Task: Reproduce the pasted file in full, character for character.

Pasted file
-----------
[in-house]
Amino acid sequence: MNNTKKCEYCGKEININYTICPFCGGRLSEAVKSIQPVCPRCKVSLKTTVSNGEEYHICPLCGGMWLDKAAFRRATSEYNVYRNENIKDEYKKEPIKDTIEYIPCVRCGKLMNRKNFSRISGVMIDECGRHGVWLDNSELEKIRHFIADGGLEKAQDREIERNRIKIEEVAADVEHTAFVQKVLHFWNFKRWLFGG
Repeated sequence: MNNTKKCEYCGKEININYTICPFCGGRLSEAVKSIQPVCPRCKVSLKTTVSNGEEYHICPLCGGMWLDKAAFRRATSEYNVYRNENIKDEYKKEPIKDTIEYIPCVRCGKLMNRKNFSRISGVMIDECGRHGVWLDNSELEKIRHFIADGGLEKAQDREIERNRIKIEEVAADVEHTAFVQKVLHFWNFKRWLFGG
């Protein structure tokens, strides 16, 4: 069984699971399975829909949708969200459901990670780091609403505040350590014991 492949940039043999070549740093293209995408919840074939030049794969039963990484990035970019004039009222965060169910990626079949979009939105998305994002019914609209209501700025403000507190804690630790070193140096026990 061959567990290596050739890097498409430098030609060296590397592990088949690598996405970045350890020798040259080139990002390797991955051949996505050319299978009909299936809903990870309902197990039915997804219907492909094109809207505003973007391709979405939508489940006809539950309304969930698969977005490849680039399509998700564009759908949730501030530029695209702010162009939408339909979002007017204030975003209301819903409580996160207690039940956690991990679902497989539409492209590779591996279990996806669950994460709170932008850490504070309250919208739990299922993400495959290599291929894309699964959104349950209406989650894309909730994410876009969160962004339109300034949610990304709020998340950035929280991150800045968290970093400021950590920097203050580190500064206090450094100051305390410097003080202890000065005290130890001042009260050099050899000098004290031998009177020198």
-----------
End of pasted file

[in-house]
Amino acid sequence: MNNTKKCEYCGKEININYTICPFCGGRLSEAVKSIQPVCPRCKVSLKTTVSNGEEYHICPLCGGMWLDKAAFRRATSEYNVYRNENIKDEYKKEPIKDTIEYIPCVRCGKLMNRKNFSRISGVMIDECGRHGVWLDNSELEKIRHFIADGGLEKAQDREIERNRIKIEEVAADVEHTAFVQKVLHFWNFKRWLFGG
Repeated sequence: MNNTKKCEYCGKEININYTICPFCGGRLSEAVKSIQPVCPRCKVSLKTTVSNGEEYHICPLCGGMWLDKAAFRRATSEYNVYRNENIKDEYKKEPIKDTIEYIPCVRCGKLMNRKNFSRISGVMIDECGRHGVWLDNSELEKIRHFIADGGLEKAQDREIERNRIKIEEVAADVEHTAFVQKVLHFWNFKRWLFGG
């Protein structure tokens, strides 16, 4: 069984699971399975829909949708969200459901990670780091609403505040350590014991 492949940039043999070549740093293209995408919840074939030049794969039963990484990035970019004039009222965060169910990626079949979009939105998305994002019914609209209501700025403000507190804690630790070193140096026990 061959567990290596050739890097498409430098030609060296590397592990088949690598996405970045350890020798040259080139990002390797991955051949996505050319299978009909299936809903990870309902197990039915997804219907492909094109809207505003973007391709979405939508489940006809539950309304969930698969977005490849680039399509998700564009759908949730501030530029695209702010162009939408339909979002007017204030975003209301819903409580996160207690039940956690991990679902497989539409492209590779591996279990996806669950994460709170932008850490504070309250919208739990299922993400495959290599291929894309699964959104349950209406989650894309909730994410876009969160962004339109300034949610990304709020998340950035929280991150800045968290970093400021950590920097203050580190500064206090450094100051305390410097003080202890000065005290130890001042009260050099050899000098004290031998009177020198």